No. 30, Military
16 May 1860
I have the honor to forward herewith to your Grace by request of Colonel Moody the copy of aManuscript imagea letter he has addressed to me respecting the selection of a site upon the Island of San Juan for the military post formed there by Her Majesty's Troops in establishing a joint occupation of the Island with the Troops of the United States.
2. The circumstances of the case are detailed in the correspondence, but it may beManuscript imagebe convenient that I should briefly recapitulate them.
3. When the instructions were received to land a body of Troops upon the Island of San Juan it became a matter of some consideration as to where the Military Post should be established, for most of the desirable spots have been pre-empted by American settlers and of course the act of landing TroopsManuscript imageTroops upon any of these spots would at once have produced a disturbance. Admiral Baynes despatched Captain Prevost in the Satellite to make a reconnaissance and to report upon the localities that were suitable and available. His report pointed to six positions but Admiral Baynes and myself at once agreed that one spot—the spot ultimately chosenManuscript imagechosen—was pre-eminently suitable. The other positions were objectionable for general reasons, contiguity to the United States Camp, difficulty of access, scarcity of water &ca. However thinking that Colonel Moody might offer a valuable opinion upon such a matter I forwarded the correspondence to him and requested him to favor me with his views. He instantly despatched an officer fromManuscript imagefrom British Columbia to Fort Victoria in order that he might proceed to San Juan to examine the different localities and furnish a report before Colonel Moody could offer an opinion. I desired the Officer to wait upon Admiral Baynes but Admiral Baynes declined his services, in which I perfectly acquiesced. Had we beenManuscript imagebeen seeking a site solely with a strategical vein, the assistance offered by Colonel Moody would have been very valuable, but as we were above all things desirous to avoid the appearance of having placed Troops on the Island with any covert object, I certainly am of opinion that it would have been unwise for an Engineer Officer to have proceeded in the first instance toManuscript imageto examine the different localities, the more especially as no actual necessity existed for such an action.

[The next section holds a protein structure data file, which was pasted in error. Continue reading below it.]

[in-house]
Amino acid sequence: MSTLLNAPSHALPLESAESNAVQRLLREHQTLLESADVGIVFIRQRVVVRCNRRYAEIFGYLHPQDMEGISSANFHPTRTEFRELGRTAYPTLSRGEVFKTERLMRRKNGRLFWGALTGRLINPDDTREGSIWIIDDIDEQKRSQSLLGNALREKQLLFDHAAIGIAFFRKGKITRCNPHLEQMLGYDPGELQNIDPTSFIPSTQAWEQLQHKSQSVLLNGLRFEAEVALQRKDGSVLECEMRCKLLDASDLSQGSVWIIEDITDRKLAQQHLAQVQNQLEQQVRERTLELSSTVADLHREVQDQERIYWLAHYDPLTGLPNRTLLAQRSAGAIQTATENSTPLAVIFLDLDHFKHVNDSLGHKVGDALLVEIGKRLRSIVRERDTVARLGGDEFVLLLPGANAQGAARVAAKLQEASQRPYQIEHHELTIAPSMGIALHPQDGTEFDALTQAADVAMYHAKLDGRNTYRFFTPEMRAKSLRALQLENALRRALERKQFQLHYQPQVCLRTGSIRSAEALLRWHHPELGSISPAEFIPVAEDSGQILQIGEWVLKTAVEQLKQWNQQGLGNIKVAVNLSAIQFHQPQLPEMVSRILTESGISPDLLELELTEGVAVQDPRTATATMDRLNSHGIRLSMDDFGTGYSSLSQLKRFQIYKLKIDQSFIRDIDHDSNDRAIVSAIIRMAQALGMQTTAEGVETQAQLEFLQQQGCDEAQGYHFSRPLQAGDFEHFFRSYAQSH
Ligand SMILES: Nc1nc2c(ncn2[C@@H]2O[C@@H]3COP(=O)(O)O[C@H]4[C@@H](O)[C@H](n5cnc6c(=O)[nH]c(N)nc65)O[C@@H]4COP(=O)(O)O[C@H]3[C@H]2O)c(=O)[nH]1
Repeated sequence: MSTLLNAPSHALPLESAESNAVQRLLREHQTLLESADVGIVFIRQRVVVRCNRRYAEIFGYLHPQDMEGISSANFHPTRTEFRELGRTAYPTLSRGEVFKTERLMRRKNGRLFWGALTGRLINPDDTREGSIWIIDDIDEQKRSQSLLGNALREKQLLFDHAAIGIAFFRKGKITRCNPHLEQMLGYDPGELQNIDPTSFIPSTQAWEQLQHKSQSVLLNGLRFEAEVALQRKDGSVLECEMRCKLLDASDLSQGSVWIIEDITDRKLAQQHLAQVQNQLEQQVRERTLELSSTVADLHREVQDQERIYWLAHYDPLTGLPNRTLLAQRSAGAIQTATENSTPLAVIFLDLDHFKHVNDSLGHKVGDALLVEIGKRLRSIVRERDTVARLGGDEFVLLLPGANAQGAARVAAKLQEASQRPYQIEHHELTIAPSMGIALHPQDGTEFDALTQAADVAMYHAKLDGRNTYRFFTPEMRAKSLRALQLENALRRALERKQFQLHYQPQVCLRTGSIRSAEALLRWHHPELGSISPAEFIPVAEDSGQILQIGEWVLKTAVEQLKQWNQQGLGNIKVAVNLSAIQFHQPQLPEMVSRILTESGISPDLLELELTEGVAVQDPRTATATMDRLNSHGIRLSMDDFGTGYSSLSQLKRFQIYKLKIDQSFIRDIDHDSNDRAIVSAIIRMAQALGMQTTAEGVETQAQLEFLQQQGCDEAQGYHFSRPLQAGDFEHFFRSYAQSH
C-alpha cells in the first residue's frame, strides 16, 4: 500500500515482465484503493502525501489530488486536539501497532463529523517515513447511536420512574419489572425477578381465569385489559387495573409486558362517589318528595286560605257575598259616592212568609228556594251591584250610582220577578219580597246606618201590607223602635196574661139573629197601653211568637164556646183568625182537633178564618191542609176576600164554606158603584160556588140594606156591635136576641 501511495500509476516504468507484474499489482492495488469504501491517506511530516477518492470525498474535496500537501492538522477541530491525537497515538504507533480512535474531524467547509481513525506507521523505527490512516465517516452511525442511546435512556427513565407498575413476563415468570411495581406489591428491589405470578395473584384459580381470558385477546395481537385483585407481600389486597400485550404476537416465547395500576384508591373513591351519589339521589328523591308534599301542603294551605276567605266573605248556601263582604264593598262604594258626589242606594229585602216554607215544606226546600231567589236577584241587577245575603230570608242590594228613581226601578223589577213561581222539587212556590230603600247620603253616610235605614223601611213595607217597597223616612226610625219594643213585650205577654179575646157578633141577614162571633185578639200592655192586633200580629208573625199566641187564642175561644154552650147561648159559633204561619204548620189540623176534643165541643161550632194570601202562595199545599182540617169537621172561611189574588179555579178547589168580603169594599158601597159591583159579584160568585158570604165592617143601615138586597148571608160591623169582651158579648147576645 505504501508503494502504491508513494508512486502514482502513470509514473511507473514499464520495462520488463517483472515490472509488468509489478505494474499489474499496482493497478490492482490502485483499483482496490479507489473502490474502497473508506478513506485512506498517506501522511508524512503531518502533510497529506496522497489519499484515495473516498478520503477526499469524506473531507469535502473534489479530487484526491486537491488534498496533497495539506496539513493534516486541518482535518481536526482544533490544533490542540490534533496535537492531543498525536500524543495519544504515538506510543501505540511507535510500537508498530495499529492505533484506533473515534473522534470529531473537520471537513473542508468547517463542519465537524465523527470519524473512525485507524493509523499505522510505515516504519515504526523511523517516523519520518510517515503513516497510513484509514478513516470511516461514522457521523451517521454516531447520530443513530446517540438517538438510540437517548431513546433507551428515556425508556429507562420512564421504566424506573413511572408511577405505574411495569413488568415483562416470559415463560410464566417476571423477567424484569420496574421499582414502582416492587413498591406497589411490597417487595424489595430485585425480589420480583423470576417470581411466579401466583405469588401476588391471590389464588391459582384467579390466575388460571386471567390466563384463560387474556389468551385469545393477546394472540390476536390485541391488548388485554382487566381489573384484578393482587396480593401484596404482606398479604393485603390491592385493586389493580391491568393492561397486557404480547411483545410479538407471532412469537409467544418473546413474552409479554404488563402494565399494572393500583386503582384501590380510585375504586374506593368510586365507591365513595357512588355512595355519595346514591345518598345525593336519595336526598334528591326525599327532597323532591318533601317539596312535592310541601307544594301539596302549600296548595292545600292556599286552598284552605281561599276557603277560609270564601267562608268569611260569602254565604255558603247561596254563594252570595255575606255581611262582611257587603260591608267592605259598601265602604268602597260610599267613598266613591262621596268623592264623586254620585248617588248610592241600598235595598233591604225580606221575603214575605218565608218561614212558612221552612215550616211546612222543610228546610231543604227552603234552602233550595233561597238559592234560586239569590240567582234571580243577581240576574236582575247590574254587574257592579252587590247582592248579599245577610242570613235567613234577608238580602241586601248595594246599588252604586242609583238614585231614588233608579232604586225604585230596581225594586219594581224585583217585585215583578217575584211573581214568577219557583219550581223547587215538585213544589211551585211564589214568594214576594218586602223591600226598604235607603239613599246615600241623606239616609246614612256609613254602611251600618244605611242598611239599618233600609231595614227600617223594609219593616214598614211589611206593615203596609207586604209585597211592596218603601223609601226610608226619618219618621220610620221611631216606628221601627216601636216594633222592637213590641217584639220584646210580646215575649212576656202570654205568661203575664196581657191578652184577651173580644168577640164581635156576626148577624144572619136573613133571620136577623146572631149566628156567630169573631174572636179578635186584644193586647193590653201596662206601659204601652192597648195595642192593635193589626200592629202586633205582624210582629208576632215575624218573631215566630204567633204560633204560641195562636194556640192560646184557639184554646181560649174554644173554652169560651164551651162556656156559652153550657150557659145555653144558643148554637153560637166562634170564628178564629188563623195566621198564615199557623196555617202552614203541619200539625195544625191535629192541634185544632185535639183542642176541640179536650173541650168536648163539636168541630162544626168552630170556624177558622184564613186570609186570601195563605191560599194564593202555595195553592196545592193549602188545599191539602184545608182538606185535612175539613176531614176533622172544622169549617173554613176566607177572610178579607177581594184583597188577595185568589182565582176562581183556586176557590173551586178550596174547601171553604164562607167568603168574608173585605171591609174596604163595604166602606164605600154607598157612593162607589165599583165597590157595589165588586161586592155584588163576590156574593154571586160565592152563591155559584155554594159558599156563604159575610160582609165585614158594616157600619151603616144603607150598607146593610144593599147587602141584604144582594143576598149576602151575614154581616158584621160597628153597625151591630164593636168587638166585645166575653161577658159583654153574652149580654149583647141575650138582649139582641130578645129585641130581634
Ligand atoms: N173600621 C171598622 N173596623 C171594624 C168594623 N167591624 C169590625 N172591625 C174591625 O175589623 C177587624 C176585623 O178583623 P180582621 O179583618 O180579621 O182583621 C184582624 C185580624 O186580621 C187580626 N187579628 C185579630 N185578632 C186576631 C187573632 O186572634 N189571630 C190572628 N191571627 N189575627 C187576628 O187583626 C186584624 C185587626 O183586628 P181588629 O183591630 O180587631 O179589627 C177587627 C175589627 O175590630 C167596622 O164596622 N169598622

I have etc.
Minutes by CO staff
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Sir F. Rogers
As the stationing [of] a Military Force on San Juan is an Act of the Foreign Office, perhaps we should do wisely to send thither a copy of this correspondence saying that if Lord J. Russell sees no objection the S. of S. proposes to signify his approval of the view taken by Govr Douglas of this matter.
ABd 6 August
Mr Fortescue
I hardly see under the circes why the Govr wrote to Col Moody on the subject. However he probably took the safest course. I shd be inclined however not to go beyond the [negation?]—that the S. of S sees no reason to doubt that the Govr judged rightly in refraining from [anything] that could be construed into a Military Survey.
FR [date cut off file]
I agree.
CF 7
Documents enclosed with the main document (not transcribed)
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Moody to Douglas, 29 March 1860, expressing regret that Captain Parsons had not been allowed to survey San Juan Island to determine the most suitable site for the camp from a military point of view.
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R.M. Parsons to Moody, 23 March 1860, advising that both Douglas and Admiral Baynes had refused his services, having already determined a site for the military settlement.
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Parsons to Douglas, 20 March 1860, asking whether his services would be required in view of the fact a site had already been determined.
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W.A.G. Young, Acting Colonial Secretary, to Parsons, 20 March 1860, refusing his services by advising that the governor did not want to present an appearance of choosing a site for the camp "with reference to its advantages in a strategical point of view."
Other documents included in the file
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Draft, Colonial Office to E. Hammond, Foreign Office, 14 August 1860, forwarding copy of the despatch for consideration.
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Draft reply, Lewis to Douglas, No. 34, 15 September 1860 (extensive revisions).
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Draft, Colonial Office to Hammond, August 1860, further explaining why Douglas refused the services of Captain Parsons, and advising that Newcastle was prepared to accept the position taken by Douglas and Admiral Baynes.